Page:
No matter how shorthanded Juve may still be due to injuries — and there still are some even though players are coming back into the fold again — this is a game that only has one option attached to it. Juventus has to win, and maybe they’ll win by a few goals rather than Allegri hunkering things down per usual. If the second half against Inter on Sunday night showed us anything, it’s the fact that having the foot on the gas no matter the score is not a bad thing by any means.


  • The injury list is not as long as it used to be! This is a good thing!
  • Leandro Paredes is back in the squad.
  • Moise Kean is also back in the squad.
  • However, the injury is still a long one, with these players still out injured for the trip to Verona: Paul Pogba, Dusan Vlahovic, Weston McKennie, Mattia De Sciglio, Samuel Iling-Junior, Marley Aké and Kaio Jorge.
  • Federico Chiesa was not called up for the trip to Verona, with Allegri not giving a totally specific reason for why that was the case at his pre-match press conference.
  • Allegri said that Vlahovic “is feeling better,” but still dealing with a groin injury.
  • Mattia Perin will get the start in goal, according to Allegri.
  • Allegri said Angel Di Maria, who came back into the squad for the Derby d’Italia, will “likely to have half an hour in his legs.”


I’ve honestly just thought about running it back and going with Nicolo Fagioli again. it would totally make sense, right? He’s the name that everybody wants to see on the team sheet right now and the one who has been great in his first couple of starts with Juve.

But, there’s also something else that was really good to see against Inter that has been bubbling up a bit over the last couple of weeks. Yes, one cross at a time.

Juventus v FC Internazionale - Serie A Photo by Matteo Bottanelli/NurPhoto via Getty Images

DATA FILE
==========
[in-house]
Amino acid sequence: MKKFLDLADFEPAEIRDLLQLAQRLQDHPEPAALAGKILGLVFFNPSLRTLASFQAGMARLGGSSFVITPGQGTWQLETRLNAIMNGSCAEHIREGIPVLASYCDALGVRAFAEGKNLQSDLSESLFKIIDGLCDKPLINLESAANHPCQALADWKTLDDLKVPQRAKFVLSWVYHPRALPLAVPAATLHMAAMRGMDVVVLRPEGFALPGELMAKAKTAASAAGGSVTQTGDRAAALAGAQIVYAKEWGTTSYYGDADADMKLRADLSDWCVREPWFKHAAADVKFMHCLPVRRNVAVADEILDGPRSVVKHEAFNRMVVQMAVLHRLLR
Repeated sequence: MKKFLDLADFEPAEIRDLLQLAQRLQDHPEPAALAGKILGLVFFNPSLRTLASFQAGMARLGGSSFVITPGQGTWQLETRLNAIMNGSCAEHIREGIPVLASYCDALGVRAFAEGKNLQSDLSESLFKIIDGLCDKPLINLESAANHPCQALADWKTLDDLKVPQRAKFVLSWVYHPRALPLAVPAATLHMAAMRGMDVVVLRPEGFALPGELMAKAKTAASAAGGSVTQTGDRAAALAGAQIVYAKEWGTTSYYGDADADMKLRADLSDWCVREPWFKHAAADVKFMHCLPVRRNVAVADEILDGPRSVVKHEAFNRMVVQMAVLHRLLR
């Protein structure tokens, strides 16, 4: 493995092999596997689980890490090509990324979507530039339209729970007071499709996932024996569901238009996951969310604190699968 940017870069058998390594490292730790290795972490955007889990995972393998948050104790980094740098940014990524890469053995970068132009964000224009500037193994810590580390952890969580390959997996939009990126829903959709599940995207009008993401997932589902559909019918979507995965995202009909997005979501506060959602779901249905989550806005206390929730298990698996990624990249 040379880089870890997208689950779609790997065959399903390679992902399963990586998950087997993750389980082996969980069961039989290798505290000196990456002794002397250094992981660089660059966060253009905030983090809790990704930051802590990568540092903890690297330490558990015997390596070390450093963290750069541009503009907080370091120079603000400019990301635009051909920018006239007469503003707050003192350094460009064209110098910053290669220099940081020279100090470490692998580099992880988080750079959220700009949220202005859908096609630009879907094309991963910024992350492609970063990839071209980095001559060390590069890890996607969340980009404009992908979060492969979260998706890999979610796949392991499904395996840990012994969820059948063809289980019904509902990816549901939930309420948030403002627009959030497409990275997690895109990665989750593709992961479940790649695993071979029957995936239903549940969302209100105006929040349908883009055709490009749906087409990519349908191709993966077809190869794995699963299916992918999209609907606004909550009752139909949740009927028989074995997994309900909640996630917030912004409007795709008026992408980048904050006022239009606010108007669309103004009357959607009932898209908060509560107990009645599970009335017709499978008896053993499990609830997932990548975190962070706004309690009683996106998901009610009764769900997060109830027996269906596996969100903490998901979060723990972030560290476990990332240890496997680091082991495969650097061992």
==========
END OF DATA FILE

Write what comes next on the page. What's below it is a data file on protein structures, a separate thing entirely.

I said it in the post-game thread over the weekend and I will repeat it here: How Filip Kostic played against Inter is exactly the kind of performance Juventus thought they were getting when they signed him this past summer.

And, as many have noted over the past few days, that Kostic performance looked a lot like what he did for a good portion of his time with Eintracht Frankfurt.

Is it convenient that Kostic has come alive just a few short weeks before he heads off to the World Cup to hopefully send in lots of crosses to Dusan Vlahovic while they wear the very classy Serbia kit? Sure, you can go that direction with it.

But I want to point to what has happened over the last few weeks that has contributed to Kostic’s uptick in form: Allegri has started using a 3-5-2/3-5-1-1 formation in which Kostic absolutely thrived in during his time with Frankfurt. What formation did Frankfurt use as Kostic became one of the best assist men in Europe’s top five leagues? Yes, kind of one Juventus is using right now.

Juve signed Kostic to do exactly what he’s been doing of late — set things up for his teammates to try and score goals. Maybe Kostic will get a few more goals to his name before the season is over, but as long as the assists continue to go up and up and up, that’s Kostic doing the main thing he brings to this team.

Fire off those crosses as much as you want, Filip. They’re definitely working out quite well lately.


When: Thursday, Nov. 10, 2022.

Where: Stadio Marcantonio Bentegodi, Verona, Italy.

Official kickoff time: 6:30 p.m. local time in Italy and around Europe, 5:30 p.m. in the United Kingdom, 12:30 p.m. Eastern time, 9:30 a.m. Pacific time.


Television: BT Sport 1 (United Kingdom); Sky Sport Uno, Sky Sport Calcio (Italy).

Online/Streaming: Paramount+ (United States); fuboTV Canada (Canada); BT Sport app, (United Kingdom); DAZN, Sky Go Italia (Italy).

Other live viewing options can be found here, and as always, you can also follow along with us live and all the stupid things we say on Twitter. If you haven’t already, join the community on Black & White & Read All Over, and join in the discussion below.